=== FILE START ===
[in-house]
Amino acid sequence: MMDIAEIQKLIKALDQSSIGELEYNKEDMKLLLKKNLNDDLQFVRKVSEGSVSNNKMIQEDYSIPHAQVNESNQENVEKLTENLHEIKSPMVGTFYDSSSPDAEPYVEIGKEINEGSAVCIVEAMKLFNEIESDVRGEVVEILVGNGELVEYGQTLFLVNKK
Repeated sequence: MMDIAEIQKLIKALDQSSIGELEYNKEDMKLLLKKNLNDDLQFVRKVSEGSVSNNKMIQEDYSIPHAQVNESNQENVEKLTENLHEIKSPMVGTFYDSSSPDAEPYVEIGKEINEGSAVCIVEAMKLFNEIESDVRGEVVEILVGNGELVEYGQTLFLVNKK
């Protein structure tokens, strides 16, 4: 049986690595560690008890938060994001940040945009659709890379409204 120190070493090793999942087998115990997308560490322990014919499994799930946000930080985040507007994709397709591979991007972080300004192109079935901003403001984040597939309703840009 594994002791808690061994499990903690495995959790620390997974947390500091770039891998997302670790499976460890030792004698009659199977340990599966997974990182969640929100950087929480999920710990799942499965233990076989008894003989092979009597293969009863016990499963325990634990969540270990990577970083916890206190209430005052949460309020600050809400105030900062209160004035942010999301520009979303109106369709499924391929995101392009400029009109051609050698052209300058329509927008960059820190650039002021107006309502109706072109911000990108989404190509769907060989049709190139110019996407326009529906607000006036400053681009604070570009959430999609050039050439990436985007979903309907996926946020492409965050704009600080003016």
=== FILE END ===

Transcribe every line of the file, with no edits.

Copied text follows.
[in-house]
Amino acid sequence: MMDIAEIQKLIKALDQSSIGELEYNKEDMKLLLKKNLNDDLQFVRKVSEGSVSNNKMIQEDYSIPHAQVNESNQENVEKLTENLHEIKSPMVGTFYDSSSPDAEPYVEIGKEINEGSAVCIVEAMKLFNEIESDVRGEVVEILVGNGELVEYGQTLFLVNKK
Repeated sequence: MMDIAEIQKLIKALDQSSIGELEYNKEDMKLLLKKNLNDDLQFVRKVSEGSVSNNKMIQEDYSIPHAQVNESNQENVEKLTENLHEIKSPMVGTFYDSSSPDAEPYVEIGKEINEGSAVCIVEAMKLFNEIESDVRGEVVEILVGNGELVEYGQTLFLVNKK
């Protein structure tokens, strides 16, 4: 049986690595560690008890938060994001940040945009659709890379409204 120190070493090793999942087998115990997308560490322990014919499994799930946000930080985040507007994709397709591979991007972080300004192109079935901003403001984040597939309703840009 594994002791808690061994499990903690495995959790620390997974947390500091770039891998997302670790499976460890030792004698009659199977340990599966997974990182969640929100950087929480999920710990799942499965233990076989008894003989092979009597293969009863016990499963325990634990969540270990990577970083916890206190209430005052949460309020600050809400105030900062209160004035942010999301520009979303109106369709499924391929995101392009400029009109051609050698052209300058329509927008960059820190650039002021107006309502109706072109911000990108989404190509769907060989049709190139110019996407326009529906607000006036400053681009604070570009959430999609050039050439990436985007979903309907996926946020492409965050704009600080003016």